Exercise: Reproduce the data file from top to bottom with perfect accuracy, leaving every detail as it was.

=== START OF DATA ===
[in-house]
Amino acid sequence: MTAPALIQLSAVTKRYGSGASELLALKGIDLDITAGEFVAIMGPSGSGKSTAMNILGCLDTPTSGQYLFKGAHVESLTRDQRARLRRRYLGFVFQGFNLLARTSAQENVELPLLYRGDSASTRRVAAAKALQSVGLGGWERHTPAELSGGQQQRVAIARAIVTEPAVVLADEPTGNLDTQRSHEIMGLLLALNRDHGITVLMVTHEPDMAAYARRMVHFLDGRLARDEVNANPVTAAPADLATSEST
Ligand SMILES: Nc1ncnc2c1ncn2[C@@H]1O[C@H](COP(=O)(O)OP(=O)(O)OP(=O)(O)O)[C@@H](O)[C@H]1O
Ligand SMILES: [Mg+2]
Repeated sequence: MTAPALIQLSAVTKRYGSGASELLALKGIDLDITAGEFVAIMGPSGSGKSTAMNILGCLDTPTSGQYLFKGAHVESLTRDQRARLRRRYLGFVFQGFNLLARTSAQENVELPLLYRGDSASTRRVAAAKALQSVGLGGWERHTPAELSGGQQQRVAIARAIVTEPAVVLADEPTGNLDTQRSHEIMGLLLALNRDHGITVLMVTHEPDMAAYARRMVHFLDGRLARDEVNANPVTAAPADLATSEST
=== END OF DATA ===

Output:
[in-house]
Amino acid sequence: MTAPALIQLSAVTKRYGSGASELLALKGIDLDITAGEFVAIMGPSGSGKSTAMNILGCLDTPTSGQYLFKGAHVESLTRDQRARLRRRYLGFVFQGFNLLARTSAQENVELPLLYRGDSASTRRVAAAKALQSVGLGGWERHTPAELSGGQQQRVAIARAIVTEPAVVLADEPTGNLDTQRSHEIMGLLLALNRDHGITVLMVTHEPDMAAYARRMVHFLDGRLARDEVNANPVTAAPADLATSEST
Ligand SMILES: Nc1ncnc2c1ncn2[C@@H]1O[C@H](COP(=O)(O)OP(=O)(O)OP(=O)(O)O)[C@@H](O)[C@H]1O
Ligand SMILES: [Mg+2]
Repeated sequence: MTAPALIQLSAVTKRYGSGASELLALKGIDLDITAGEFVAIMGPSGSGKSTAMNILGCLDTPTSGQYLFKGAHVESLTRDQRARLRRRYLGFVFQGFNLLARTSAQENVELPLLYRGDSASTRRVAAAKALQSVGLGGWERHTPAELSGGQQQRVAIARAIVTEPAVVLADEPTGNLDTQRSHEIMGLLLALNRDHGITVLMVTHEPDMAAYARRMVHFLDGRLARDEVNANPVTAAPADLATSEST